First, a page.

In May 2017, the FDA expanded the label indications for avelumab to include those individuals with locally advanced or metastatic urothelial carcinoma. This accelerated approval was based on tumor response rate and duration of response for those individuals who have disease progression during or following platinum-containing chemotherapy or have disease progression within 12 months of neoadjuvant or adjuvant treatment with platinum-containing chemotherapy (Product Information Label, 2017). The FDA approval was based on the JAVELIN solid tumor trial, an open-label, single-arm study of avelumab in 242 participants who had metastatic or locally advanced urothelial carcinoma. The participants had disease progression on or after platinum-containing chemotherapy or had disease progression within 12 months of treatment with a platinum-containing neoadjuvant or adjuvant chemotherapy regimen. The participants received avelumab every 2 weeks until signs of progression or unacceptable toxicity. Response to tumor was assessed every 6 weeks. Efficacy outcome measures included overall response rate using RECIST v1.1 and duration of response and was evaluated for a minimum of both 13 weeks and 6 months. A total of 226 participants had a minimum of 13 weeks of follow-up and 161 participants had a minimum of 6 months of follow-up. At the 13 weeks follow-up, 30 participants had an overall response, 9 with complete response and 21 with partial response. At the 6 month follow-up, 26 participants had an overall response, 9 with complete response and 17 with partial response. At both follow-up times (13 weeks and 6 months), 22 participants had an ongoing response of 6 months or longer and 4 participants had ongoing responses of 12 months or longer.

In a phase Ib expansion trial, Apolo and colleagues (2017) used 44 individuals with metastatic urothelial carcinoma from the JAVELIN study to report on a dose-expansion study. The included participants had metastatic urothelial carcinoma of the renal pelvis, ureter, urinary bladder, or urethra. Eligible participants had relapsed, refractory, or progressive disease as measured by RECIST v1.1 after at least one prior line of treatment. The primary outcome was safety and tolerability of avelumab with a primary endpoint of occurrence of dose-limiting toxicities during the first 3 weeks of treatment. Secondary endpoints included overall response, duration of response, progression-free survival, overall survival, and evaluation of PD-L1 expression. Participants were followed for a median of 16.5 months. Participants received avelumab every 2 weeks with a median of 7 doses and a median duration of 14.1 weeks. All participants had an adverse event with 29 participants having a treatment-related adverse event. The most common treatment-related adverse events were fatigue (n=9), infusion-related reaction (n=9), asthenia (n=5), and nausea (n=5). Complete response was found in 5 participants, partial response in 3 participants, stable disease in 15 participants, progressive disease in 15 participants and 6 participants were not available for evaluation. The median progression-free survival was 11.6 weeks (95% CI, 6.1-17.4). Median overall survival was 13.7 months (95% CI, 8.5-not estimable). There was a 12-month overall survival rate of 54.3% (95% CI, 37.9-68.1). Confirmed overall response rate was 18.2% (95% CI, 8.2-32.7). Median duration of response was not reached. A total of 37 participants were able to be evaluated for PD-L1 expression and 7 of 8 responding participants had PD-L1-positive tumors.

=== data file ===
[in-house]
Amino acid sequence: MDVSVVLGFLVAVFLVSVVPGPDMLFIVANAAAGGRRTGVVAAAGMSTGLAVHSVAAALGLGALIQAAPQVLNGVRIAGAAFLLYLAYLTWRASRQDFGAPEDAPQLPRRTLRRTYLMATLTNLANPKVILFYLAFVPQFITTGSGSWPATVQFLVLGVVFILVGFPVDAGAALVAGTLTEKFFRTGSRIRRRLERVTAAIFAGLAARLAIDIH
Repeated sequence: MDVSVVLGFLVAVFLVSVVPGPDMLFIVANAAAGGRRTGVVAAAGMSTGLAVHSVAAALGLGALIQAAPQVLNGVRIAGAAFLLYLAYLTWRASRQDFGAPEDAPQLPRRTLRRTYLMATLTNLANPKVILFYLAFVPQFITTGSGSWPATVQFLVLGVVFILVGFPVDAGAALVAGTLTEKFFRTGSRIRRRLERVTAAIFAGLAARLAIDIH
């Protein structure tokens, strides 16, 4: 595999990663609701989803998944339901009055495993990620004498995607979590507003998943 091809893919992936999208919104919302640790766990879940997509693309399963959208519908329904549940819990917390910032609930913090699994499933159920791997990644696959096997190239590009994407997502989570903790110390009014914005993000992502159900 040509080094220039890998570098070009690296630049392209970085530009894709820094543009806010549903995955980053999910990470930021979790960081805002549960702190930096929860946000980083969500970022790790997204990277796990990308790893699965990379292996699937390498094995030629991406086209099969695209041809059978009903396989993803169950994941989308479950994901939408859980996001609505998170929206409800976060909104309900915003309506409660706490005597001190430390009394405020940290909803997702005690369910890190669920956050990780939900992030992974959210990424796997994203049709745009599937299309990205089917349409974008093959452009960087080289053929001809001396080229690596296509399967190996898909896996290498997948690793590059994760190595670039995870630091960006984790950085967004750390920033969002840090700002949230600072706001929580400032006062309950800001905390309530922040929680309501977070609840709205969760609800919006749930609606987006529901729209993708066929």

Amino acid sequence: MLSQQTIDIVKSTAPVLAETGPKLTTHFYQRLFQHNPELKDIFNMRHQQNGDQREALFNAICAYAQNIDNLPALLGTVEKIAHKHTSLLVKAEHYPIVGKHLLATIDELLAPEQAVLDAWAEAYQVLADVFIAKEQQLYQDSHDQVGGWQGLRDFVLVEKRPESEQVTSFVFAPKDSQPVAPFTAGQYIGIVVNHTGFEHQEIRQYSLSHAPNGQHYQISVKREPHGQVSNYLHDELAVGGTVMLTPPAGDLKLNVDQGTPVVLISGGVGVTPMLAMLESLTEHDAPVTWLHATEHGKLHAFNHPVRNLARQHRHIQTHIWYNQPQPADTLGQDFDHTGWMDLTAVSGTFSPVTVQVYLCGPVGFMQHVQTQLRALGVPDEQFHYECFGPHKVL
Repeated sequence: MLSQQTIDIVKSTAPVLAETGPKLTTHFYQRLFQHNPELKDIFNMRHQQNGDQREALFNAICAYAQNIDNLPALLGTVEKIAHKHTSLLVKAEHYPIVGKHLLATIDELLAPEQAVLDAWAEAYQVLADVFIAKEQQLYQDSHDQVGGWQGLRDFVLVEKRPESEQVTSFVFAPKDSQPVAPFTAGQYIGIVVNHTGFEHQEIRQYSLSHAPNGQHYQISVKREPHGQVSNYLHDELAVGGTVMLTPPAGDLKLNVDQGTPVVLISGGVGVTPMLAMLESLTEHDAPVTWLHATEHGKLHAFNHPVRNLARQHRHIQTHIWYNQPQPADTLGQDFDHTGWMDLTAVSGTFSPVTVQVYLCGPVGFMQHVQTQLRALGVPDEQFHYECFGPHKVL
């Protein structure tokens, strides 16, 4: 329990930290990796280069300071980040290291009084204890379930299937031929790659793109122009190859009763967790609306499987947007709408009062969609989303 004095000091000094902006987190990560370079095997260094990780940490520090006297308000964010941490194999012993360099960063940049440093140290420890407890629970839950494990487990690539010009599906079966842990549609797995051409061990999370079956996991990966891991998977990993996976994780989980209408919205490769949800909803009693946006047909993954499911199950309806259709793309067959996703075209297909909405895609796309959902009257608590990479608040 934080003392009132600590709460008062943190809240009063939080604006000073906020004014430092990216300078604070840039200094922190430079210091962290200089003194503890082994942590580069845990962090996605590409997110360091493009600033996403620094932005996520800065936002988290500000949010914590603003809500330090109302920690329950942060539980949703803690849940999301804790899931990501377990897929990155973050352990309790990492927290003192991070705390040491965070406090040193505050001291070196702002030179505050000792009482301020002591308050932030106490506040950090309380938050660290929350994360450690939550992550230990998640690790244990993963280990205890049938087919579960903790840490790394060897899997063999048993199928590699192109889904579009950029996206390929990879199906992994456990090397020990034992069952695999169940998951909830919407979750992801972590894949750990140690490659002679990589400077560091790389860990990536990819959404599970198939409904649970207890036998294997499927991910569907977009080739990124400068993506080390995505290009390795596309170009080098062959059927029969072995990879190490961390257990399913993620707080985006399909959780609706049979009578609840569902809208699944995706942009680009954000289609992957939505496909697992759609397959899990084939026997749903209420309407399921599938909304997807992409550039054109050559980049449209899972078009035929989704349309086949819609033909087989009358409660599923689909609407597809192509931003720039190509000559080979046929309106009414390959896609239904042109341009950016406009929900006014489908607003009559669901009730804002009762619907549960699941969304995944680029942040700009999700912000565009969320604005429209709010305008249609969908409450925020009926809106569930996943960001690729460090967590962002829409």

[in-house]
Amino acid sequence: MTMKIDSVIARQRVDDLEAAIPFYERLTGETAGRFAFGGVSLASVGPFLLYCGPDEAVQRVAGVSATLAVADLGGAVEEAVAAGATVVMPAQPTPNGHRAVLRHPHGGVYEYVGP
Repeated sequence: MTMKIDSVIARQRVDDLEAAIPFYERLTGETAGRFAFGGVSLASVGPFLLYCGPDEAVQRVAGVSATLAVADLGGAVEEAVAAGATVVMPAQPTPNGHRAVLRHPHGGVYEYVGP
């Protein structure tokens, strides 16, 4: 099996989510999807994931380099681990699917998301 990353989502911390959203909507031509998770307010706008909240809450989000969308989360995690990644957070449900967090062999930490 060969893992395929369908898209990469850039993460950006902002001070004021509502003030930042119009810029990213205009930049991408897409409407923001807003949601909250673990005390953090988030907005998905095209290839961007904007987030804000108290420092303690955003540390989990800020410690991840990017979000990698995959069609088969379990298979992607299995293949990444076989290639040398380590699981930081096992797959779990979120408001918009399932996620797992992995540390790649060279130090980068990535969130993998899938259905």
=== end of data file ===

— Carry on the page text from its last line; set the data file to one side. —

The 2017 National Comprehensive Cancer Network® Clinical Practice Guidelines in Oncology (NCCN Guidelines® ) for bladder cancer gives a 2A recommendation for avelumab for locally or advanced metastatic disease for urothelial carcinoma.

Background/Overview

Merkel cell carcinoma:
Skin cancer is the most common type of cancer in the United States. Merkel cell carcinoma is a rare, aggressive type of skin cancer. It is considered to be aggressive because it can grow quickly and spread and it returns after treatment. According to the American Cancer Society (2016), it is estimated there are 1500 new cases of Merkel cell carcinoma diagnosed each year with an overall 5-year survival rate of 30% to 64%. A major risk factor for Merkel cell carcinoma is a history of extensive sun exposure, particularly to the head and neck. Clinical suspicion of Merkel cell carcinoma is rare as the primary tumor lacks distinguishing characteristics. The initial workup of a suspicious lesion starts with an exam of the skin and lymph nodes following a biopsy. The primary treatment for Merkel cell carcinoma is surgery. The literature for the benefits of radiation therapy has been mixed and the literature is sparse on the use of chemotherapy for Merkel cell carcinoma.

Urothelial carcinoma:
Urothelial carcinoma is the most common type of bladder cancer and occurs in the urinary tract system, involving the bladder and related organs. The American Cancer Society estimates that in 2017 there will be approximately 79,030 new cases of bladder cancer (about 60,490 in men and 18,540 in women) and 16,870 deaths from bladder cancer (about 12,240 in men and 4630 in women) in the United States.

Avelumab (Bavencio) 2017 FDA Product Information label includes the following warnings and precautions:
Immune-mediated adverse reactions:

Additional precautions: